It’s official. Zoom In just went live. And you and your kids so need this.
I know that I’ve mentioned Zoom In before. But a year ago, the tool was still in beta. The signup process was a bit clunky and the lessons were still in development. So I was incredibly excited to find out that last month, Zoom In is officially official. The site has been remodeled, signup is a snap, and all 18 lessons are ready to go.
If you missed my earlier excitement about Zoom In, here’s a brief recap. Zoom In is a free, web-based platform that helps students build literacy and historical thinking skills through “deep dives” into primary and secondary sources.
Zoom In’s online learning environment features 18 content-rich U.S. history units that supplement your regular instruction and help you use technology to support students’ mastery of both content and skills required by the most recent state and national social studies standards: Read more
Many of you are already aware of the Stanford History Education Group’s fantastic resources called Reading Like a Historian and Beyond the Bubble. If you’re not, you need to be.
Using his own ideas and research on what historical thinking looks like, Sam Wineburg and his staff created some incredibly useful lessons and assessments and started giving them away for free. Good stuff.
Each lesson starts with a compelling question, provides primary evidence, and asks students to use historical thinking skills to solve the problem. This sort of work is exactly what our state standards and what the National Council for the Social Studies encourages.
As more teachers are using the tools, one thing they’re asking is how the SHEG lessons and assessments fit into specific grade levels and Common Core literacy levels.
And now thanks to the Los Angeles school district, your wish has come true. Read more
I had the chance last week to spend a very fun afternoon with an energetic group of elementary teachers. I always enjoy chatting with K-6 folks. (I just don’t know how they get up every morning and keep going back. Because, seriously . . . grade school kids freak me out. They smell funny, they always seem to be sticky for some reason, and they throw up at the most awkward moments. So God bless anyone willing to spend all day, every day with anybody under the age of 12.) Part of our conversation centered around planning different units in a year long scope and sequence at various grade levels. And some of the discussion revolved around possible essential / compelling questions that might anchor each of those units. I don’t get the chance to have these kinds of discussions with K-6 people much – when I do, it’s always a good time. Once they start rolling, it’s hard to get them to slow down. We started with the basics:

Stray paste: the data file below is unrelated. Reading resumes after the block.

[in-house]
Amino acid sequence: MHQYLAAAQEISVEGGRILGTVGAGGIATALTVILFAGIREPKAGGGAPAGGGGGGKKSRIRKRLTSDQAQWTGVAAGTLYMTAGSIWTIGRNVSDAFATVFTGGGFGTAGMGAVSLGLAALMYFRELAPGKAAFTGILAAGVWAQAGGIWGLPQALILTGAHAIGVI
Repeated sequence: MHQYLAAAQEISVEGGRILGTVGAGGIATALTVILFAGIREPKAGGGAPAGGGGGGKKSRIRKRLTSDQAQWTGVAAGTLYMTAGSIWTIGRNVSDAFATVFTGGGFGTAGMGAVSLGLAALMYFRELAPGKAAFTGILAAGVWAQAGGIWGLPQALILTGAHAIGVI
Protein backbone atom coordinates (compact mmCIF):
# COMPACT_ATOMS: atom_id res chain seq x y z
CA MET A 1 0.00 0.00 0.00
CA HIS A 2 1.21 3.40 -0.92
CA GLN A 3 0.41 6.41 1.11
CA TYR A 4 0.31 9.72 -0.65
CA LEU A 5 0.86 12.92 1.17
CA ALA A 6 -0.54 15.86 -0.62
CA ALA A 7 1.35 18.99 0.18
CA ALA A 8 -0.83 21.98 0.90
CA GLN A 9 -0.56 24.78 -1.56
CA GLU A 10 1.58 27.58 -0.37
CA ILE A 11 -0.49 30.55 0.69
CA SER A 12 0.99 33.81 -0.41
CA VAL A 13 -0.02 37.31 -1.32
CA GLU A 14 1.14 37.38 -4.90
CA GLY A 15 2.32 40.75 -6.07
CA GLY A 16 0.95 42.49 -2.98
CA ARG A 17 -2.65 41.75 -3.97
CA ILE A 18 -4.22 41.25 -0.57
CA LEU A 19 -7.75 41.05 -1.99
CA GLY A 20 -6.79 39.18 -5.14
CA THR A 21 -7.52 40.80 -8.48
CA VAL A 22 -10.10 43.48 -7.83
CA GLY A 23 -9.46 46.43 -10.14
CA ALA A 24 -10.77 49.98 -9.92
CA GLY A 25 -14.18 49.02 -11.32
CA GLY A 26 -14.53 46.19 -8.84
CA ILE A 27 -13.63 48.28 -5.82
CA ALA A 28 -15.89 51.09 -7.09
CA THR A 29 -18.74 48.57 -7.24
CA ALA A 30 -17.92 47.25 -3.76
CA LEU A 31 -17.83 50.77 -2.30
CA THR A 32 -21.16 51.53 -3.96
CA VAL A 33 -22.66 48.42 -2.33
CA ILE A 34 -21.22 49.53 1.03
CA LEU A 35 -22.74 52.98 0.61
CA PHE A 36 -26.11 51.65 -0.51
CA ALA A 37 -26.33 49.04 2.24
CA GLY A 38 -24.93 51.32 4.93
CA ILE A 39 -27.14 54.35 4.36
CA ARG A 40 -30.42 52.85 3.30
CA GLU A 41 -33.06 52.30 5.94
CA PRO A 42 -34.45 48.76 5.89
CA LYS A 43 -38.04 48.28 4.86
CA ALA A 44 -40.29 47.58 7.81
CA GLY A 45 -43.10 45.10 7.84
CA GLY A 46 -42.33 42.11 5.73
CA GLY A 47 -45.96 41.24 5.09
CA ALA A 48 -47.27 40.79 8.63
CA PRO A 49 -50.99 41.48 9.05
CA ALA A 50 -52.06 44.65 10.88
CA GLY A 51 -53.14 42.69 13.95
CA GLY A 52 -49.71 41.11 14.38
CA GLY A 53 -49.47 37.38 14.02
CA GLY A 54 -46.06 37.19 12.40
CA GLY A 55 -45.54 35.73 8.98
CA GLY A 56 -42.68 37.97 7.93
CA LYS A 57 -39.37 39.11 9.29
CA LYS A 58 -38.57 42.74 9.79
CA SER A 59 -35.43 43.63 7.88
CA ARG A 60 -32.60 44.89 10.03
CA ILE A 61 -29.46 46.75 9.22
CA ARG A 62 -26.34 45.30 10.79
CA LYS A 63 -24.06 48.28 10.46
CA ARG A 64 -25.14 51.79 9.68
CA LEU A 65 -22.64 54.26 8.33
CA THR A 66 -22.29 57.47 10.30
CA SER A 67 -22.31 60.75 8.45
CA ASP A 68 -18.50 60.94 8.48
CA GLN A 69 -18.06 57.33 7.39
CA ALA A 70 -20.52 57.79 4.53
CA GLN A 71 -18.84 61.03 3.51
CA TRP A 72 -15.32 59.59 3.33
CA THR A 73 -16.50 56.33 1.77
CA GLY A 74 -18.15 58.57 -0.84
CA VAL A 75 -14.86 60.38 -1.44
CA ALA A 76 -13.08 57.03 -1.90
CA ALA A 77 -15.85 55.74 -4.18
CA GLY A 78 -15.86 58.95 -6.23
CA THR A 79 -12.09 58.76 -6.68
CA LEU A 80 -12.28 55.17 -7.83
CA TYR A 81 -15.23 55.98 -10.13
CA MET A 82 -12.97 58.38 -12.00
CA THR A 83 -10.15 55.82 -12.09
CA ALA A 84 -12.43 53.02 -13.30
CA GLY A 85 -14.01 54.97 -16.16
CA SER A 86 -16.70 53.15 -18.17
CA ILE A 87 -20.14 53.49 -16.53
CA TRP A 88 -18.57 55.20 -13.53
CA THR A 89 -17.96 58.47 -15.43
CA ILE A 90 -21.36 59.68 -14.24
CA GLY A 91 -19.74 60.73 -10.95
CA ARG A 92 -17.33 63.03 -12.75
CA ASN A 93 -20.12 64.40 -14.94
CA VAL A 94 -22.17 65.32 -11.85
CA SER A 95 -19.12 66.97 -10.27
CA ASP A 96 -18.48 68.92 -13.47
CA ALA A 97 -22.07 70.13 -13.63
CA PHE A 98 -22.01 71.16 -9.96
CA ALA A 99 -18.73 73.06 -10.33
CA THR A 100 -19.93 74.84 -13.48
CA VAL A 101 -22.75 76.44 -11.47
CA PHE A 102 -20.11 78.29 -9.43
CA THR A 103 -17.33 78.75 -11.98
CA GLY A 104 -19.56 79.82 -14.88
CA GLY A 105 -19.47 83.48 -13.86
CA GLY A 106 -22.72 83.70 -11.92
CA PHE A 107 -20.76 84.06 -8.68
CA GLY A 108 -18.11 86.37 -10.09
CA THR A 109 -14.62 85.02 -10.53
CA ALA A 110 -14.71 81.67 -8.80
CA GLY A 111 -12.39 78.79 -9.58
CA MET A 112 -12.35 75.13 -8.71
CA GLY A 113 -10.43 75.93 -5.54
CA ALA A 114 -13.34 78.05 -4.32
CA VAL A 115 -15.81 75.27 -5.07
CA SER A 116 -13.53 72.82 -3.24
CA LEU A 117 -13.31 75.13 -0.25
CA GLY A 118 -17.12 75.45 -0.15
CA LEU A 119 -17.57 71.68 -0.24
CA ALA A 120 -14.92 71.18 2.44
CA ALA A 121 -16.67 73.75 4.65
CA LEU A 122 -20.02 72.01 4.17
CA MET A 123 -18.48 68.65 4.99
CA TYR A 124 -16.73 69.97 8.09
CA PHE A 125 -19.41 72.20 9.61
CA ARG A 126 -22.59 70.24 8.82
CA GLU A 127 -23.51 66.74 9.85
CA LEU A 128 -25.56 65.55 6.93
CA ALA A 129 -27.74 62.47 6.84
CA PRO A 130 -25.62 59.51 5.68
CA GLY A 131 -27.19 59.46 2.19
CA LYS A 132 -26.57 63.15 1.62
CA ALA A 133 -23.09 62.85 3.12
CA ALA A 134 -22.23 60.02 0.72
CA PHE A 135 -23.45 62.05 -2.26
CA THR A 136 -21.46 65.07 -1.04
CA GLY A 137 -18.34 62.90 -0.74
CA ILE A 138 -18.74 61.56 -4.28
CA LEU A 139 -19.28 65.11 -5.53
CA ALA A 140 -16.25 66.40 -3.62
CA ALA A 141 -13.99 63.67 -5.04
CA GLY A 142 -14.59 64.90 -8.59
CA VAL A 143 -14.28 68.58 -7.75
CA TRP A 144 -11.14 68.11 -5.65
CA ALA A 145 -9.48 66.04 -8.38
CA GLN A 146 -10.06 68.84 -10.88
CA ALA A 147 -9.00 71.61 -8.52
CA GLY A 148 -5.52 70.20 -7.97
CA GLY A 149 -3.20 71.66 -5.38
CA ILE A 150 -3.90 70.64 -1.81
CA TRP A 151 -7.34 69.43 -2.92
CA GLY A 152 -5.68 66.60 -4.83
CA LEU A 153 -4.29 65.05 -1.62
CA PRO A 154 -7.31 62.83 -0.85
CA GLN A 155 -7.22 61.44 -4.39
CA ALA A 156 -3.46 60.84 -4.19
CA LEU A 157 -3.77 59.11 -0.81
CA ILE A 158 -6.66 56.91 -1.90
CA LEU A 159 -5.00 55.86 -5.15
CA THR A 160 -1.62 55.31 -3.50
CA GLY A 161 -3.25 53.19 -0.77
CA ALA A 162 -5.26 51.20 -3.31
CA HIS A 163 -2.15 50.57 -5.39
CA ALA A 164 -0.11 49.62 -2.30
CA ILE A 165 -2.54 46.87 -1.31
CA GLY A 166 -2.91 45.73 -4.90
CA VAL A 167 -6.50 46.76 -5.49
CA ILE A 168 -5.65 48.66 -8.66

What does a good compelling question look like?
And quickly moved on to the one that they really wanted to know:
Where can we find some already created?
Just a reminder. This is not just K-6. Compelling questions are something all of us need to be incorporating into unit and lesson designs. So . . . what do they look like? A great place to start is with the College, Career, and Civic Life document from the National Council for the Social Studies. The document does a great job of articulating the importance of a robust compelling question: Read more
Need a place to connect past with present? Need writing prompts? Need hundreds of articles about current events in an easy to access place? Need articles with leveled reading? Need a searchable databases that filter by keyword, grade level, Common Core reading anchors, and articles with machine scored quizzes?
If your answer to even one of those questions is yes, then I’ve got a list of tools just for you. All of them are web-based tools that use current events and contemporary topics to engage kids and all provide the chance for you to to encourage the development of skills required by the ELA literacy standards for History / Government. While at the same aligning to state standards that ask us to connect the past with contemporary events.
So why should we worry about current events? The simple reason is that connecting past and present is good for student retention and encourages critical thinking skills. Not to mention our state standards are asking kids to connect past choices, rights, responsibilities, ideas, beliefs, and relationships to “contemporary events.”
So today you get a few online tools and some helpful strategies that focus on current events: Read more
I waded into the shallow end of the Google Apps / GAFE / Chromebook pool last summer. In November, I dove off the high board as my office went all Google – mail, calendar, documents, the works.
I’ve been using Google Docs forever so it’s not like the stuff is completely foreign to me. But going all in . . . with all my stuff, emails, contacts, online? Yeah, there was an adjustment period.
But after a few months, I really am falling in love with the syncing of info and materials between all my different devices. I’ve also had a chance to start playing around with all of the different Google tools buried in my account.
My latest favorite? Google Keep. Basically Keep is Google’s version of
I’m in the beautiful state of Missouri at the 2015 METC in St. Charles. The #METC15 folks do a great job of creating a very positive learning environment centered around the idea of technology integration. So a good time for me to share some ideas and gather new stuff from others.
(I’ll be live blogging here throughout the day so be sure to refresh for most recent version.) Read more